Successful Leadership Transitions

Executive transitions are difficult. The company is losing institutional knowledge and has to begin the process of identifying and training a new person. Executive transitions also impact the productivity of the team experiencing the change, can carry revenue implications in the short term, and affect the culture of the company. How can you ensure successful leadership transitions?

In a recent McKinsey article, Successfully transitioning to new leadership roles, the importance of getting it right was highlighted. When a new executive is successfully transitioned, their teams are far more likely to hit their three year performance goals (90%). They generate 5% more revenue and profit, put forth 2% more discretionary effort, and have a 13% lower attrition rate for the team. When the transition doesn’t go well, performance is 15% below average and disengagement is 20% below average leading to higher attrition rates.

Beyond performance, executive transitions have costs associated with them. Per McKinsey, “Successful or not, transitions have direct expenses—typically, for advertising, searches, relocation, sign-on bonuses, referral awards, and the overhead of HR professionals and other leaders involved in the process. For senior-executive roles, these outlays have been estimated at 213 percent of the annual salary. Yet perhaps the most significant cost is losing six, 12, or 18 months while the competition races ahead.”

Between 27% and 46% of executive transitions fail. The main reason (68%) is politics, culture, and people. The challenge is almost as acute with internal promotions as it is with external hires. Regardless of the success factors that got the candidate to this point, it is obvious that there will be new skills (both soft and hard) to succeed in their transition.

We know that technology has increased the pace of change in corporate America, “CEO turnover rates have shot up from 11.6% in 2010 to 16.6% in 2015. Since 69% of new CEOs reshuffle their management teams within the first two years, transitions then cascade through the senior ranks. 67% of leaders report that their organizations now experience “some or many more” transitions than they did in the previous year.”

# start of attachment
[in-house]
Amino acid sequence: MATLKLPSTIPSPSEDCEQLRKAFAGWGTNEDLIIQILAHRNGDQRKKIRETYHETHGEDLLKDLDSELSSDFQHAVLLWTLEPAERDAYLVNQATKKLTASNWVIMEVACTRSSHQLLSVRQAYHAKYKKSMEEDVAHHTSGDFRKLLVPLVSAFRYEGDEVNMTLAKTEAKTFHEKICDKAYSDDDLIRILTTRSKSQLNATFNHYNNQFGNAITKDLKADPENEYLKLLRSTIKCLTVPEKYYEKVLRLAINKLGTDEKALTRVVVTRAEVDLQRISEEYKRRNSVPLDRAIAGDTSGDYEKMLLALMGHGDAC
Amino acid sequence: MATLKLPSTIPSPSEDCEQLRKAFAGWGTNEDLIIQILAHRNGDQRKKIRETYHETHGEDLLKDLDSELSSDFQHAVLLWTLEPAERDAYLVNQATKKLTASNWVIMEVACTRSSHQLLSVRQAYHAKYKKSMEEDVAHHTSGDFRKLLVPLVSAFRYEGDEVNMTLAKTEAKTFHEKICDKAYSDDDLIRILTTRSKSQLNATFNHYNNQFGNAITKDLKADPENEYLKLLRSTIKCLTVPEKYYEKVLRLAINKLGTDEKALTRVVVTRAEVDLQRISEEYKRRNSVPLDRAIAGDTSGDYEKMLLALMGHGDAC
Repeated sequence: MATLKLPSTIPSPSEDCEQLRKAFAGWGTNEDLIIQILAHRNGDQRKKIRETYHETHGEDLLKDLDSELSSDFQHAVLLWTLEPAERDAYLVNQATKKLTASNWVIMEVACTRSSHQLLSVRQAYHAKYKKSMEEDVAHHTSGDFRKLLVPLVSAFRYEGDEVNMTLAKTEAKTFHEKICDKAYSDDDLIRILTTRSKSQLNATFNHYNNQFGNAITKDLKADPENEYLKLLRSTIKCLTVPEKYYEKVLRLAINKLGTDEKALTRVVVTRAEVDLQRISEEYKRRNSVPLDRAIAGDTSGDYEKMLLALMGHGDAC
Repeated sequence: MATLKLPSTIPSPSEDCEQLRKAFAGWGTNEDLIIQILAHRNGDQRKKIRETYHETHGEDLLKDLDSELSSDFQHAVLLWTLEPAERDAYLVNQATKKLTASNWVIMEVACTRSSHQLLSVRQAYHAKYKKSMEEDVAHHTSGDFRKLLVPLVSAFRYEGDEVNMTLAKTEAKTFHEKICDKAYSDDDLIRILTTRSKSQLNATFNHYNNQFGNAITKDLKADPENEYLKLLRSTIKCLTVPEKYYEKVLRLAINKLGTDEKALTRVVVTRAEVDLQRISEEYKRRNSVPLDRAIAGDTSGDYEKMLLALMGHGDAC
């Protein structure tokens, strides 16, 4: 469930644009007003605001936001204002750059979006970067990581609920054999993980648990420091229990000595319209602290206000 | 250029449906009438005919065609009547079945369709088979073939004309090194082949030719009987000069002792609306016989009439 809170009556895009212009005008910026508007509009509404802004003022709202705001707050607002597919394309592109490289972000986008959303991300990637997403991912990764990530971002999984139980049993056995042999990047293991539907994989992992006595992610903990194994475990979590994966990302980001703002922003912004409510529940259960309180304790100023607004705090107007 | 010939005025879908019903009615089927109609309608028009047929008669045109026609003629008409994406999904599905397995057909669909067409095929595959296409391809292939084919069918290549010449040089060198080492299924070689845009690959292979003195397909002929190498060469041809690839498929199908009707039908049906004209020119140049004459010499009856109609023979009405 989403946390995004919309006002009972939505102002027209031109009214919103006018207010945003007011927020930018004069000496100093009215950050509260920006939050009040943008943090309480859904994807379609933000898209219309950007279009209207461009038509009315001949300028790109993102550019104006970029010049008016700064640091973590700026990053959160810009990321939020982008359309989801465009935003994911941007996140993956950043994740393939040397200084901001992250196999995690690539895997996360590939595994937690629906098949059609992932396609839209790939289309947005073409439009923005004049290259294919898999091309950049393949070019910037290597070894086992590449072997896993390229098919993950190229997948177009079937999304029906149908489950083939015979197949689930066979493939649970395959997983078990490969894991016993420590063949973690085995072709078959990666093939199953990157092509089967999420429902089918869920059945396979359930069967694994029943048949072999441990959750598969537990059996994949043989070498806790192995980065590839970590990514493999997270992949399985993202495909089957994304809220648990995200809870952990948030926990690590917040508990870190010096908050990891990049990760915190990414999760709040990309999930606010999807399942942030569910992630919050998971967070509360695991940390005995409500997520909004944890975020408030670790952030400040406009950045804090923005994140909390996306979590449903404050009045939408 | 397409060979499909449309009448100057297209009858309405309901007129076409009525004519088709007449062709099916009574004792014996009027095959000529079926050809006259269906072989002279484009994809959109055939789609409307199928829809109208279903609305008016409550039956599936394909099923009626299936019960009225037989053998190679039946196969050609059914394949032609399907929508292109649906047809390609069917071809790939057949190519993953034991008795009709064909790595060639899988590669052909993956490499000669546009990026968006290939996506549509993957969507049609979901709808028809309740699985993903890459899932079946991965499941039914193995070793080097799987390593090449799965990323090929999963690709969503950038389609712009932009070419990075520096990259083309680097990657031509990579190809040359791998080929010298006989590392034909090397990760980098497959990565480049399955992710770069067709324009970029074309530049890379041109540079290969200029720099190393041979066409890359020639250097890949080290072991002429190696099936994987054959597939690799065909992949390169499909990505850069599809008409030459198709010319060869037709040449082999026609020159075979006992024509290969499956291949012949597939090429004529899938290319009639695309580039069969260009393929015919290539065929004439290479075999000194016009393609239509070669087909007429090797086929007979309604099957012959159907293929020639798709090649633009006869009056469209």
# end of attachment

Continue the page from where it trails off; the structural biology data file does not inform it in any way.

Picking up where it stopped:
Despite the acceleration, less than one third of leaders feel the organization can support their transition, while three quarters of them feel unprepared to succeed in their new role. Per McKinsey, executive leaders should understand and then take action in five key areas:

  • Strategy and operation of the business function
  • Corporate culture
  • Team
  • Themself
  • Other stakeholders that need to be managed

The key is to be honest and specific about your specific situation. For some a complete overhaul may be necessary. For others, their areas may be running well and just need some refinement. Two pieces of advice from the article to improve your success rate are to be clear and to be impact focused. Being clear means knowing what needs to be done and what needs to be stopped. Just because the company has been doing something, doesn’t mean you have to continue doing it. Make decisions and consider “stop doing” lists along with your “to do lists”. The second tip is to forget about 90 day performance windows. Artificial timelines can hurt productivity and result in less focused work. Change can take time and effective boards know this. Act with a sense of urgency and the impact you want to achieve.

For more advice and help with your leadership transitions, send us a note. We’ve worked with hundreds of companies to ensure successful executive placements. Our approach is specific to your needs and encompasses current best practices as well as ongoing leadership support with our unique onboarding process for newly hired executives.